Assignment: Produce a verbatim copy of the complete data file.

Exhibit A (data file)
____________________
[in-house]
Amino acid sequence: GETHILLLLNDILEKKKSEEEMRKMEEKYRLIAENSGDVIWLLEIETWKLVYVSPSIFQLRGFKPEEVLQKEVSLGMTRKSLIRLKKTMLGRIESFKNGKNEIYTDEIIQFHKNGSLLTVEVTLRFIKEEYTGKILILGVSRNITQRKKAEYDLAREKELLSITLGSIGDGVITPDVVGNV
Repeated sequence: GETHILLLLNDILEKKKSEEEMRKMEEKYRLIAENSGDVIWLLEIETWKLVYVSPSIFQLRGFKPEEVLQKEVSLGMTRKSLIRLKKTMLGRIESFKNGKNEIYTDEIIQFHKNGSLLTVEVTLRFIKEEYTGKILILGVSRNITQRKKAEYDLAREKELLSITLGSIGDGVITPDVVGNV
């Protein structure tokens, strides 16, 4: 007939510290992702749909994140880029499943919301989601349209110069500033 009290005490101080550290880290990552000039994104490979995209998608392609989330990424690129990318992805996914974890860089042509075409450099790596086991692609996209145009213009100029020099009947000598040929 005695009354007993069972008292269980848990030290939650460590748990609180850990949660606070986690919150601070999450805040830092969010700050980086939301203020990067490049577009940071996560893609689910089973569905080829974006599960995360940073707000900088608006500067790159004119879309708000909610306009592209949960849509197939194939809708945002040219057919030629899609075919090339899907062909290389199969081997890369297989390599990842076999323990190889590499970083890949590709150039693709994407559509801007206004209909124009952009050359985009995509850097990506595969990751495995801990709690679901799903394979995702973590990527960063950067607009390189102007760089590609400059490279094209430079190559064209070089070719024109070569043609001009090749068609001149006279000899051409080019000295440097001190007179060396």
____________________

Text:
[in-house]
Amino acid sequence: GETHILLLLNDILEKKKSEEEMRKMEEKYRLIAENSGDVIWLLEIETWKLVYVSPSIFQLRGFKPEEVLQKEVSLGMTRKSLIRLKKTMLGRIESFKNGKNEIYTDEIIQFHKNGSLLTVEVTLRFIKEEYTGKILILGVSRNITQRKKAEYDLAREKELLSITLGSIGDGVITPDVVGNV
Repeated sequence: GETHILLLLNDILEKKKSEEEMRKMEEKYRLIAENSGDVIWLLEIETWKLVYVSPSIFQLRGFKPEEVLQKEVSLGMTRKSLIRLKKTMLGRIESFKNGKNEIYTDEIIQFHKNGSLLTVEVTLRFIKEEYTGKILILGVSRNITQRKKAEYDLAREKELLSITLGSIGDGVITPDVVGNV
């Protein structure tokens, strides 16, 4: 007939510290992702749909994140880029499943919301989601349209110069500033 009290005490101080550290880290990552000039994104490979995209998608392609989330990424690129990318992805996914974890860089042509075409450099790596086991692609996209145009213009100029020099009947000598040929 005695009354007993069972008292269980848990030290939650460590748990609180850990949660606070986690919150601070999450805040830092969010700050980086939301203020990067490049577009940071996560893609689910089973569905080829974006599960995360940073707000900088608006500067790159004119879309708000909610306009592209949960849509197939194939809708945002040219057919030629899609075919090339899907062909290389199969081997890369297989390599990842076999323990190889590499970083890949590709150039693709994407559509801007206004209909124009952009050359985009995509850097990506595969990751495995801990709690679901799903394979995702973590990527960063950067607009390189102007760089590609400059490279094209430079190559064209070089070719024109070569043609001009090749068609001149006279000899051409080019000295440097001190007179060396």